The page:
:: Materials and Methods Top


Clinical specimens and data collection

The study was performed prospectively in a blinded manner. This study was conducted after approval by the local research ethics committee. Written, informed consent was taken from all participants. Patients who were attending the outpatient department (OPD) and indoor patients department (IPD) of various wards/units of two tertiary care centers and referred cases from other peripheral healthcare centers in Northern India were screened for XDR-TB from January 2011 to August 2012 (primarily treatment failures and complicated TB cases).

Criteria for inclusion

Patients included in the study were either treatment naïve or previously treated pulmonary TB (PTB) and extra-pulmonary TB (EPTB) cases patients of any age, in whom the diagnosis of TB was confirmed by culture and in whom drug susceptibility testing (DST) against M. tuberculosis complex strains had been performed. Patients infected with non-tuberculous mycobacteria (NTM), bacillary patients with an unknown bacteriological profile, and those unwilling to consent were excluded.

Laboratory methods

Mycobacterium tuberculosis complex strains

A total of 98 consecutive MDR-TB strains, that were already typed and identified were recruited for DST. The laboratory receives clinical specimens from the surrounding peripheral health centers and hospitals in and around Lucknow, which is a geographical area with a high incidence of drug-resistant TB. All strains were freshly sub-cultured in Middlebrook 7H12 broth (BacT/ALERT MP vial) before performing DST.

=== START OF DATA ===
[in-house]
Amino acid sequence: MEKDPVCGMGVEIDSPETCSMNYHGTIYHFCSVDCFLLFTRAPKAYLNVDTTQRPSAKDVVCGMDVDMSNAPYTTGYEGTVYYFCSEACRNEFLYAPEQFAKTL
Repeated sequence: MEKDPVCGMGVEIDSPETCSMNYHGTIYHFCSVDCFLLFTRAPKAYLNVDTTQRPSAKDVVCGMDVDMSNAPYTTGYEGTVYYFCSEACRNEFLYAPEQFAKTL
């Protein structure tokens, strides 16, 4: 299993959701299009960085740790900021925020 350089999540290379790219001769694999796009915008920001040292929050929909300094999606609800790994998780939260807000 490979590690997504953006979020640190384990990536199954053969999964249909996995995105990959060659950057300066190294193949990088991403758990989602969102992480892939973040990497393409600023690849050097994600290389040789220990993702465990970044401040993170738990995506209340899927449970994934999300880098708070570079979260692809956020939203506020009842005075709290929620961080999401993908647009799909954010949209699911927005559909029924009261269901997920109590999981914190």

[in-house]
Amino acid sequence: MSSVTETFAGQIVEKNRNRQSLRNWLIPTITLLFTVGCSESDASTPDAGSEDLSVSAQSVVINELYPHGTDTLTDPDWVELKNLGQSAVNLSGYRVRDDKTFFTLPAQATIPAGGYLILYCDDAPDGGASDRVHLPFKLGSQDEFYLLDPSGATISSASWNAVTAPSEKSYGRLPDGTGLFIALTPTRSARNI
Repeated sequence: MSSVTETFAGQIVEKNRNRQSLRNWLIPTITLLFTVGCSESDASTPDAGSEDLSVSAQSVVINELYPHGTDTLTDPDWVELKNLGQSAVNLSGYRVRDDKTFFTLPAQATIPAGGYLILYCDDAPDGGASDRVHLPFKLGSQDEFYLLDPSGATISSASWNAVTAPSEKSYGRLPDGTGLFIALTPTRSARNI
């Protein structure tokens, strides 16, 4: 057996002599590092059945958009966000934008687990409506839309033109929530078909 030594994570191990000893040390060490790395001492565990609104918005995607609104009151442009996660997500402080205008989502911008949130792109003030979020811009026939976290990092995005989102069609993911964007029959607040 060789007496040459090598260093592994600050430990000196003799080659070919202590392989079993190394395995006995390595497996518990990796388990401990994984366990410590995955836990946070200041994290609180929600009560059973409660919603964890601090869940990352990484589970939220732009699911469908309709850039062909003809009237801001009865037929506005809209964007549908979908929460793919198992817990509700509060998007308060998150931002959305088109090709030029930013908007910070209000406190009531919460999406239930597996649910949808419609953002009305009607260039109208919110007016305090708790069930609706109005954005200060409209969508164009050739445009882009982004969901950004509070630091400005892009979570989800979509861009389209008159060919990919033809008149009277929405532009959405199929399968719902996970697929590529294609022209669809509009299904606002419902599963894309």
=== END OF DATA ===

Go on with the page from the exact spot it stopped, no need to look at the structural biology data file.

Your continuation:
Phenotypic DST of 2 nd line antitubercular drugs and EMB by 1% proportion method using BacT/ALERT 3D system.

MDR-TB confirmed strains were selected for second line antitubercular drugs and EMB sensitivity test by standard 1% proportion method using BacT/ALERT 3D system for AMK, KAN, FLQ/ciprofloxacin (CIP), and EMB procured from Sigma, USA. The BacT/ALERT MP bottle containing the growth of M. tuberculosis complex (≤36 hours, subcultured and then diluted 1:1 in sterile distilled water (SDW) were taken as test broth for DST. This formed the direct growth control (DGC) with Mc Farland 2 turbidity. This was put into all drug containing and control BacT/ALERT MP bottles. A 100-fold dilution of the DGC (0.1 ml of DGC + 9.9 ml of SDW) was prepared and 0.5 ml was added to another BacT/ALERT MP bottle and this was the 1% growth control (1% GC). These bottles were incubated in the BacT/ALERT 3D system at 35°C for 12 days and monitored every 10 min to detect growth. An isolate was considered as resistant if the bottles containing the drug flagged positive at the same time or before the 1% GC. An isolate was considered as susceptible if the bottle containing the drug remained negative during the test period or flagged positive after the 1% GC. If the DGC did not flag positive in 12 days, the test was invalidated and had to be repeated. [28],[29],[30],[31],[32]